Peel Dream Magazine’s music is an outright rebellion against pop’s standardised norms. Whilst many songwriters reach for subjects that explore the emotive sides of the human condition, main songwriter Joe Stevens leaves such themes firmly on the shelf. Instead, Peel Dream Magazine looks towards the anthropological, casting a critical eye on society and pointing an admonishing finger at the corporations that attempt to exploit it. Such a cerebral approach may sound dull on paper, but when the ideas expressed are coalesced with Peel Dream’s motorik rhythms and coruscating wall of sound, the music becomes an exhilarating listen. Agitprop Alterna is an excellent addition to the band’s already fetishised canon of releases. The music may not have many soaring sing-along choruses – again, a deliberate contrarian choice by the band – but its meditative, all consuming approach makes for a thoroughly authentic experience.
13. India Jordan – For You
For You is a love letter to the self – a reassuring notion of pride in who you’ve become and the endless opportunities that stand awaiting in front of you having gotten to where you are today. Informed by growing up queer in Northern England – For You is Jordan’s attempt at documenting not only finding themselves through music, but not being able to naturally express how you feel through fear of subjugation. A euphoric, yearning collection that is ecstatic in its physical movement and playful, instantaneous stirring of different forms – India Jordan has not only provided some of the most reviving electronic music of the year, but has offered to be a voice of empathy and empowerment in grasping who you are.
12. Nicolas Jaar – Cenizas
Chilean-American composer Nicolas Jaar wants us to sit back, not relax and enjoy his haunting first record from this year. Cenizas (Spanish for Ashes) dropped at a moment of peak uncertainty. The world seemed a much darker place than we thought and an ambiguous foresight of the year loomed. Amongst the chaos, Jaar invites the listener on an hour long journey of loose, experimental forms and structures. From the drone opening of ‘Vanish’ to the glitchy layerings of ‘Sunder’ , it marks some of Jaar’s most intricate work to date. At the centre, ‘Mud’. A 7 minute piece of meditative yet unsettling work. The dichotomy of which evokes a sense of balance. A balance that can be unhinged at any moment. These textures and intricate, stimulating soundscapes can only be described as a masterclass in electronic music; a complete masterpiece worthy of your full attention.
11. Trash Talk – Squalor EP
Having released their 2012 album 119 on Odd Future Records and extensively collaborated and toured with hip hop artists, it comes at no surprise for Trash Talk to finally be working with producer Kenny Beats. You can hear the inspiration through the ruthless ‘Point No Point’, where suddenly halfway through it jumps into a grimy, manipulated sample of itself – another sign of Trash Talk further embracing the marriage of Hip-Hop and Hardcore – where both go naturally hand in hand in regard to sonic antagonism and vital social commentary. On ‘Something Wicked’, vocalist Lee Spielman – a violent assault within the mix – is fierce in his delivery, viciously chanting “I commit to total warfare, warfare, warfare, warfare, warfare“. Trash Talk never stray away from this general unforgiving brutality, as the eight minute and twenty three second EP charges on – Squalor is Trash Talk in their most unapologetically relentless form yet.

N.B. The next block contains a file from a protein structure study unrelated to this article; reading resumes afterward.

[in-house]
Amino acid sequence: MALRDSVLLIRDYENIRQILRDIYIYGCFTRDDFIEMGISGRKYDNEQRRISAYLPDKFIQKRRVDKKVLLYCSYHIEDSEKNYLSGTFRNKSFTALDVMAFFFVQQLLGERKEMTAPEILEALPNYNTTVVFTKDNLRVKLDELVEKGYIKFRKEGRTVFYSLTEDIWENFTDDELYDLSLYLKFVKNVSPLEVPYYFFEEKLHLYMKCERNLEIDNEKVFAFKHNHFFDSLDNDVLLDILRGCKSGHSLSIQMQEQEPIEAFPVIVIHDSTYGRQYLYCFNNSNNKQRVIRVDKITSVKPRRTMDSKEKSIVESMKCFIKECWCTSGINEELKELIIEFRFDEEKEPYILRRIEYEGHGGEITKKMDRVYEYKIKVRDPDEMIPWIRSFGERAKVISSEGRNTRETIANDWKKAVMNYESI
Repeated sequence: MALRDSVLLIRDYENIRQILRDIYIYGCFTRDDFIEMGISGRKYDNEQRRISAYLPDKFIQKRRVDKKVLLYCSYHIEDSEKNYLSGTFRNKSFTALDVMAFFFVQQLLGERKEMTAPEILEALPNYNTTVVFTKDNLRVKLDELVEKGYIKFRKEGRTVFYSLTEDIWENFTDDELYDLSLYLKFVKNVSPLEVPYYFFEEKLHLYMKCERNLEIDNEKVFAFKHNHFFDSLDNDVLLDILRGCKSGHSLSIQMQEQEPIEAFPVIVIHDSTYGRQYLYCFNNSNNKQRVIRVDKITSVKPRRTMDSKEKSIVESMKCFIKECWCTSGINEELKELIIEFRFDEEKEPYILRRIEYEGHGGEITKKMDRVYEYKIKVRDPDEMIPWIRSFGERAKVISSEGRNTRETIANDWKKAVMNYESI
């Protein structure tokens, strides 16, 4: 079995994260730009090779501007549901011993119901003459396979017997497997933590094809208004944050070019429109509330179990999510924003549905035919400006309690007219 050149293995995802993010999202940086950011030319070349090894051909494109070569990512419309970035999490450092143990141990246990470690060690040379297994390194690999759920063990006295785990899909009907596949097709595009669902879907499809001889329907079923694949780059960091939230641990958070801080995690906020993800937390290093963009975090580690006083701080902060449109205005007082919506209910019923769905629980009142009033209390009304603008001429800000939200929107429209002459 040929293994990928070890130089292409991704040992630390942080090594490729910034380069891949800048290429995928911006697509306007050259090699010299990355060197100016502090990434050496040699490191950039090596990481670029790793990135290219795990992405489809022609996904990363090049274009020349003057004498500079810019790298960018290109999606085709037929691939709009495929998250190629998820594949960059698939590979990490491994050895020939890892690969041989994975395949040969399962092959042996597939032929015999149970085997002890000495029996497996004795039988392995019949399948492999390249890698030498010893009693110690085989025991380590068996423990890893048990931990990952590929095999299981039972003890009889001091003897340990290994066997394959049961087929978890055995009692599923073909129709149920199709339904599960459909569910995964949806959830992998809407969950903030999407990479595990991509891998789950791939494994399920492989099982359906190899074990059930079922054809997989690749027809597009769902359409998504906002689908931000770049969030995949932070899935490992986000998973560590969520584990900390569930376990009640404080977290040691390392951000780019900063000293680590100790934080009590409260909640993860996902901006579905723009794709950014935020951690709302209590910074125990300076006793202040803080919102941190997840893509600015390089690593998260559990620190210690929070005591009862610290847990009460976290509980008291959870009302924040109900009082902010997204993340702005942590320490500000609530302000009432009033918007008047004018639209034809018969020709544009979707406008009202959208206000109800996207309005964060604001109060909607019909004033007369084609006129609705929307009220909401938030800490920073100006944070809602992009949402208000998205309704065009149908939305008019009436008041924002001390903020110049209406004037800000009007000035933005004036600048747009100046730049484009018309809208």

10. Princess Nokia – Everything Is Beautiful
Princess Nokia hit us with a surprise double release back in February, Everything Is Beautiful took the form of the much darker album Everything Sucks‘ innocent younger sister. Previous offerings from Nokia have spanned a range of emotions and themes, but this is her most vibrant, honest and upbeat work yet. The record is carried by her personal and raw lyricism, telling the story of her life and upbringing and the diversity in style pays a clear homage to her influences. Leading single ‘Sugar Honey Iced Tea (S.H.I.T.)’, a gospel pop banger, created high anticipation and set the celebratory tone for this feel good album.
9. Pottery – Welcome To Bobby’s Motel
I first became aware of Pottery one dreary morning in around mid-April. Lockdown had just begun, and at the time, it was pretty hard to imagine that it would ever end. Everything seemed uncertain, until suddenly, ‘Texas Drums Pt I & II’ popped onto my kitchen radio like a stick of dynamite and slapped me around the back of the head. Its cowbell driven rhythms shook me out of my stupor, and it wasn’t long before I had exhausted their limited discography several times over. When their debut album Welcome to Bobby’s Motel was released late last month, I was already sure it was going to be a firm favourite of mine, and I was not wrong. Think Talking Heads meets The B-52s on a rocket into outer space. Feel-good musical escapism at its best. Lovely.
8. Perfume Genius – Set My Heart On Fire Immediately
It’s quite a feat for an artist to be able to produce five outstanding albums throughout their career, but to go as far as putting them out consecutively and for each one to be better than the last is truly extraordinary. With Set My Heart on Fire Immediately, Perfume Genius has achieved a career high with an emotionally powerful opus that fluctuates between the luscious dream pop tracks like ‘Jason’ – that have characterised much of his previous work – to choreographically inspired hits such as outstanding single ‘On the Floor’. It’s quite a dense record, with plenty to unravel in its deftly layered songcraft and frank portrayal of personal subject matters, but with so much to sink your teeth into, the payoff and ultimate experience of this record is one to be cherished.